You are half right, lol.. flood control is not the reason though.. safety and stream rehabilitation is number one reasons. They're so small they have no effect on flooding, they actually just disappear under the surface of the water during high water. I float right over them all you see is some water swirling on the surface but no elevation drop or anything.. however, G-mill being a larger dam on a smaller stream probably has a little effect.
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Re: All Dams Gone In Two Years!

Postby Aux Pleins » Oct Tue 30, 2012 1:25 pm

DasGoby wrote:I think the Chicago River damn removals are interesting. Who knows what that would do to the fishing at River Park. The removal of the Winnetka street damn makes sense but it could lower the water levels below the Willow damn a little bit which could affect that popular spot.


I guess they're building a chute there so you can float from the north branch into the channel at river park.. those small dams around the lagoons will not effect water levels much.. only the immediate areas under and below will notice small changes. When they removed "my" dam in elmwood park last year, it amazed us anglers how little water levels changed above the dam..
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Re: All Dams Gone In Two Years!

Postby Busse Jim » Oct Tue 30, 2012 6:48 pm

Friggin great! i understand i'm new to this dpr fishing thing and most likely missing something here, but then in most average and low water times wont the cook county area and lakecounty be a f#@$king shallow creek with no fish worth catching, at least with the low head dams it keeps a nice amount of water in each section to hold and sustain fish. If there crumbling just rebuild them. Is it really better by the hofmann dam now ? glad they got the contaminated sediment out but whats the water level above it and below it? what holds fish in spots now?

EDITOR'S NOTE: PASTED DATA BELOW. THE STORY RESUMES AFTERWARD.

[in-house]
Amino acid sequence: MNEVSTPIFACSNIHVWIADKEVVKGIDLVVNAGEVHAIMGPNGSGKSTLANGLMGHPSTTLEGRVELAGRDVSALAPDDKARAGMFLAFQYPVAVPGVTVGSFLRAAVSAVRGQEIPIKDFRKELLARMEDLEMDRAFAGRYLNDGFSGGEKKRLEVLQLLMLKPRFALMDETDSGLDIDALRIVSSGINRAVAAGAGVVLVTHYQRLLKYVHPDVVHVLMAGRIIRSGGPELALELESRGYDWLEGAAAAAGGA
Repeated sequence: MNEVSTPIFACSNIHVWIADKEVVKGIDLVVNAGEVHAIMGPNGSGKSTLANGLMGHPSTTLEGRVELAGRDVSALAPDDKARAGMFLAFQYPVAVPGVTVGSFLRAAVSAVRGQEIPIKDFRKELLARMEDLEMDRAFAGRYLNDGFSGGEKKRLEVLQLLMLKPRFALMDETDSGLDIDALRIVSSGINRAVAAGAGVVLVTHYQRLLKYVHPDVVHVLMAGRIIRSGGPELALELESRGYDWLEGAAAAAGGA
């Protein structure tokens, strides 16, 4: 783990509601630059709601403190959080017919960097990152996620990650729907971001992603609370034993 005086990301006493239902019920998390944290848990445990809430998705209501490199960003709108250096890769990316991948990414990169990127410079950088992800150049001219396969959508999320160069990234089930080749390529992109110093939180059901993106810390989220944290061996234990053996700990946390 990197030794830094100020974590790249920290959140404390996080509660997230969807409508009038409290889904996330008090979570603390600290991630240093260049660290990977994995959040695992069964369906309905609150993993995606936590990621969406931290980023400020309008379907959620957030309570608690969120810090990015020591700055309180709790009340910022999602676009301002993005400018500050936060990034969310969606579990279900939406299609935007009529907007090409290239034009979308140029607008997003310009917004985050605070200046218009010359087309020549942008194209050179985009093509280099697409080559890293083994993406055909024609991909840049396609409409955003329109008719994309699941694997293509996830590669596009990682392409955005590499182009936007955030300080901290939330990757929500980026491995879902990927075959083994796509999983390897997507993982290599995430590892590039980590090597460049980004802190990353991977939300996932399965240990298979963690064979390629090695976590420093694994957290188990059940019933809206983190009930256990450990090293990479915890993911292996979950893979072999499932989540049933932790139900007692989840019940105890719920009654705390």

If its for improving it,How much BETTER can the DPR get , its got Bass, Northerns, smallies, rockies, gills, crappies, clear water,mostly clean hard bottom, at least by my spots and from the posts in most others too,or is this year the exception? and over the last decades the've dumped millions into flood control improvements,(river rd near milwaukee and a host of others) some of which wouldnt have been needed if the river didnt have dams in the first place, but that was done before any of us were born , and are already in place, and stupid people built or continue to buy there houses in a well know flood plain. Seems like another example of the government throwing good money after bad on special interest and advocacy groups pet projects so they can appear to be more green. and where will they get the money to do it ? gee i wonder.